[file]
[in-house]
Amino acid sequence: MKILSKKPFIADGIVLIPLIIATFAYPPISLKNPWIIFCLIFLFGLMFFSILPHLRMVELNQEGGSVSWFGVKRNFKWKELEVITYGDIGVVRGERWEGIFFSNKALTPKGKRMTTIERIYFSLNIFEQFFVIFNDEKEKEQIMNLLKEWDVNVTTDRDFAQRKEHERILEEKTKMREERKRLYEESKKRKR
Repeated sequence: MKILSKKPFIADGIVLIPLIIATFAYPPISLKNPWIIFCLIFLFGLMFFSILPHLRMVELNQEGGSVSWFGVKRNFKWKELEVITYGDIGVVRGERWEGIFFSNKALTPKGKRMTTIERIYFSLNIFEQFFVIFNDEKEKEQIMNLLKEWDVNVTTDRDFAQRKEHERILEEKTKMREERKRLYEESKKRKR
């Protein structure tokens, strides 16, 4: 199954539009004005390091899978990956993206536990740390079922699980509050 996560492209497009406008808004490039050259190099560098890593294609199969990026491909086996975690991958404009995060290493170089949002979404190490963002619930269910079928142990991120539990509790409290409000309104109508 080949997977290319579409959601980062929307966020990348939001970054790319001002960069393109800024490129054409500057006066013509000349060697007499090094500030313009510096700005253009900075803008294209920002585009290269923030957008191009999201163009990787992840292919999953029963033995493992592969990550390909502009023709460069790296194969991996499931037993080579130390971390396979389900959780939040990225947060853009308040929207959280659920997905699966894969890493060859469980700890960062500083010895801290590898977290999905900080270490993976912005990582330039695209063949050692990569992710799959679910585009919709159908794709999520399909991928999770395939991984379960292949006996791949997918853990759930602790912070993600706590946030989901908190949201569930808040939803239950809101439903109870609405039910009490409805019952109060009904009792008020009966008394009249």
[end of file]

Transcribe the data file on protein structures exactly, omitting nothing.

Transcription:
[in-house]
Amino acid sequence: MKILSKKPFIADGIVLIPLIIATFAYPPISLKNPWIIFCLIFLFGLMFFSILPHLRMVELNQEGGSVSWFGVKRNFKWKELEVITYGDIGVVRGERWEGIFFSNKALTPKGKRMTTIERIYFSLNIFEQFFVIFNDEKEKEQIMNLLKEWDVNVTTDRDFAQRKEHERILEEKTKMREERKRLYEESKKRKR
Repeated sequence: MKILSKKPFIADGIVLIPLIIATFAYPPISLKNPWIIFCLIFLFGLMFFSILPHLRMVELNQEGGSVSWFGVKRNFKWKELEVITYGDIGVVRGERWEGIFFSNKALTPKGKRMTTIERIYFSLNIFEQFFVIFNDEKEKEQIMNLLKEWDVNVTTDRDFAQRKEHERILEEKTKMREERKRLYEESKKRKR
């Protein structure tokens, strides 16, 4: 199954539009004005390091899978990956993206536990740390079922699980509050 996560492209497009406008808004490039050259190099560098890593294609199969990026491909086996975690991958404009995060290493170089949002979404190490963002619930269910079928142990991120539990509790409290409000309104109508 080949997977290319579409959601980062929307966020990348939001970054790319001002960069393109800024490129054409500057006066013509000349060697007499090094500030313009510096700005253009900075803008294209920002585009290269923030957008191009999201163009990787992840292919999953029963033995493992592969990550390909502009023709460069790296194969991996499931037993080579130390971390396979389900959780939040990225947060853009308040929207959280659920997905699966894969890493060859469980700890960062500083010895801290590898977290999905900080270490993976912005990582330039695209063949050692990569992710799959679910585009919709159908794709999520399909991928999770395939991984379960292949006996791949997918853990759930602790912070993600706590946030989901908190949201569930808040939803239950809101439903109870609405039910009490409805019952109060009904009792008020009966008394009249």